“We cannot keep dealing with this horrific meltdown of the British state while dodging stilettos from that [expletive].”
So wrote Dominic Cummings, Boris Johnson’s most senior adviser in Downing Street, about the second most senior civil servant in the country during the Covid-19 pandemic.
Her name is Helen MacNamara.
And yes – you guessed it – she is next up in front of the Covid inquiry, on Wednesday morning.
We already know what she thought about what it was like going to work at the time: “What people probably never understood was just how testy and toxic and unpleasant it got as a place to work during those periods,” she told Laura Kuenssberg’s State of Chaos series.
“The sense from the political team that they thought the civil service wasn’t up to much. There was an awful lot of wasted energy… on internal fights, and people not getting on with each other, at a time when we ought to have been really working well together,” she added.
Page one of the 115 pages of written evidence provided by Dominic Cummings – and now on the inquiry’s website – rather pithily summarises a core reason for those “fights”.
Just ahead of a quote from the leader of – of all things – the Apollo space programme, Mr Cummings quotes from War and Peace: “Nothing was ready for the war which everybody expected.”
Quite whether it is reasonable to say everybody expected a pandemic of the type that came is rather questionable – but it illustrates directly Mr Cummings’ instincts on what he sees as systemic state failure.
So, Helen MacNamara will head into the Covid inquiry hearing room in Paddington in west London and will be asked what worked and what didn’t, and why, as the government she was at the heart of dealt with the pandemic.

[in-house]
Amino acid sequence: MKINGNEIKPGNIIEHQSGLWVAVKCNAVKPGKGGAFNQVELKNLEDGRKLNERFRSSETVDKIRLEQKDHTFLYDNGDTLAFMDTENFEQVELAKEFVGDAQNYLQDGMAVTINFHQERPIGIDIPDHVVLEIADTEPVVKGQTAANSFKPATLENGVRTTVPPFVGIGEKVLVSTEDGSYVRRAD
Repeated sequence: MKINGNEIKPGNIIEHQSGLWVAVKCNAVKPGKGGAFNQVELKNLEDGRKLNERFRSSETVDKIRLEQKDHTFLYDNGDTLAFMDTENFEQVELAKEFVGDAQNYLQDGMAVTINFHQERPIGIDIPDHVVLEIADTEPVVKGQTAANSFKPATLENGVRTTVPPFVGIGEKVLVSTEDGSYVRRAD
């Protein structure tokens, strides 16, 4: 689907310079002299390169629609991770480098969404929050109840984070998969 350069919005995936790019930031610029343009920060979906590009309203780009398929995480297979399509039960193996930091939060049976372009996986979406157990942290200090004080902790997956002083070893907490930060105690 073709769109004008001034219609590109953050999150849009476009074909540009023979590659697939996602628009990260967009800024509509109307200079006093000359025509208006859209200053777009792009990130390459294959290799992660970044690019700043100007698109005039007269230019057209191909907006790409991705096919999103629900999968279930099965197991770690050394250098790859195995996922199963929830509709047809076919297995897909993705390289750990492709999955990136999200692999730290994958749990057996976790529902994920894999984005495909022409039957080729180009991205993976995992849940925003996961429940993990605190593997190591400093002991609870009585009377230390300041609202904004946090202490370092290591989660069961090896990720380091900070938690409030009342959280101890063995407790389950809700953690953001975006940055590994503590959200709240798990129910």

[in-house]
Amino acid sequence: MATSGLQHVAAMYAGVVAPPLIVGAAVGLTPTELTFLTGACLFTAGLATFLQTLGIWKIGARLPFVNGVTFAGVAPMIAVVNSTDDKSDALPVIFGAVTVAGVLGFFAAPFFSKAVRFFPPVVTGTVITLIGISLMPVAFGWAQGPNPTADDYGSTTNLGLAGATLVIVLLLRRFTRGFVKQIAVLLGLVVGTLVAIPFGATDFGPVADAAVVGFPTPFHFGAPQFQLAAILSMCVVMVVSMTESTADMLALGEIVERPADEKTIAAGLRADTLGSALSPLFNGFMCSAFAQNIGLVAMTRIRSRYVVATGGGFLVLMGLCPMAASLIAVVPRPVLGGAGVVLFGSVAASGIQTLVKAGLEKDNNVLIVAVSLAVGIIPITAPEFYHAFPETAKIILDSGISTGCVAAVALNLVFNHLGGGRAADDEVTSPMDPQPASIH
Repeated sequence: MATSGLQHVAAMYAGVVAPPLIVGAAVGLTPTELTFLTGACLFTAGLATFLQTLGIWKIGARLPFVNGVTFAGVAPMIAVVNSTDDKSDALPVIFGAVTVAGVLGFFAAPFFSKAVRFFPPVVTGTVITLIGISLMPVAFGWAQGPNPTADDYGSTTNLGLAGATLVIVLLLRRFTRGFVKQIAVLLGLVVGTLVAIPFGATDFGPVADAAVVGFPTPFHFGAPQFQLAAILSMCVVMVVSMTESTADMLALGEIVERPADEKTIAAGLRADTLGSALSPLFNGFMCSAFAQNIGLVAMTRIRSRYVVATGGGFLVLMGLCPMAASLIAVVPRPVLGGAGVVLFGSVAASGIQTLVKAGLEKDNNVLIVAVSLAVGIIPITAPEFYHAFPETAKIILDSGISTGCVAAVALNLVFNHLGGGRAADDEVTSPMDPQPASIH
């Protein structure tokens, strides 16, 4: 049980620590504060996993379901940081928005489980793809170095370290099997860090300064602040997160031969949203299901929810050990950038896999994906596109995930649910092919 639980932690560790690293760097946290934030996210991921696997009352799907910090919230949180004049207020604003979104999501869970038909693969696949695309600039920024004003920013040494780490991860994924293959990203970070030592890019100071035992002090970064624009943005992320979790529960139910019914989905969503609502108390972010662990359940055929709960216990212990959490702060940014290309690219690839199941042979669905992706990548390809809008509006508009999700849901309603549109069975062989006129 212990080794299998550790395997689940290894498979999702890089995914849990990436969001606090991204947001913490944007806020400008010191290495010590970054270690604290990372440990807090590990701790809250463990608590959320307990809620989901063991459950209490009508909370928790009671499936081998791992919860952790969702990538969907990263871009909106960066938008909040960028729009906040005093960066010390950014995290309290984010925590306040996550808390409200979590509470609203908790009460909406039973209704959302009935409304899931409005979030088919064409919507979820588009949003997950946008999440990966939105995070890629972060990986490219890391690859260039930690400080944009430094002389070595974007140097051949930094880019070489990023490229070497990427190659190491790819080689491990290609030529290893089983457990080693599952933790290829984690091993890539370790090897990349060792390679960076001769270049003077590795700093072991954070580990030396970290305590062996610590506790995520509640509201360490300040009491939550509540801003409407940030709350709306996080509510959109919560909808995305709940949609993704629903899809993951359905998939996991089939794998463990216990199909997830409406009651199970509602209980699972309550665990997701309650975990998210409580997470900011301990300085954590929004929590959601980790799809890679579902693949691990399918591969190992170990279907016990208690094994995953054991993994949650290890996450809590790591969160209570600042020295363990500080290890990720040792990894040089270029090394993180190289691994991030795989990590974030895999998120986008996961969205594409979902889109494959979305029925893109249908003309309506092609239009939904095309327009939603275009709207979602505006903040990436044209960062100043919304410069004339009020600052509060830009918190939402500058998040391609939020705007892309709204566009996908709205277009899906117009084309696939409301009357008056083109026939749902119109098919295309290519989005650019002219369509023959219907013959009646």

Incidentally, Mr Cummings recounted in parliament more than two years ago what he claimed Ms McNamara had said to him at the beginning of the pandemic: “I’ve been told for years there is a whole plan for this. There is no plan. We are in huge trouble.”
Let’s see, as she gives her evidence, if she acknowledges this.
As she does, yards away from her will be the bereaved: the loved ones of those who died.
You don’t see them on camera if you’ve watched any clips from the inquiry. But, just along from where reporters are seated, they are there: many clutching laminated A4 photographs of their spouse or sibling or parent, each a victim of Covid.
It is as stark a reminder as possible of what this inquiry is all about: accountability and learning lessons. We already know that in spring 2020, senior government officials spoke to Buckingham Palace to express their concerns about Boris Johnson’s conduct in office.
“The perception among the political team in No10 about the failings in the system, the failings of the civil service and the failings of different institutions was so extreme, Helen MacNamara has told the BBC. Their instinct, she claimed, was to “smash everything up”.
“We were systematically in real trouble.”
What, then, in practical terms, does she think that meant for the government’s response to the pandemic?
How much worse did this make what would be – under any circumstances – a massive challenge for any government at any time?
What more will she say about the impact of the departure of her boss, the country’s then most senior civil servant, Mark Sedwill, at the height of the pandemic? He and Dominic Cummings had a well-documented dreadful relationship.
And will she also express the recurring view from witnesses this week that Boris Johnson wasn’t up to be being prime minister during a pandemic?
And what might she say about Rishi Sunak?
Both the prime minister and the prime minister before last will themselves appear before the inquiry before Christmas.
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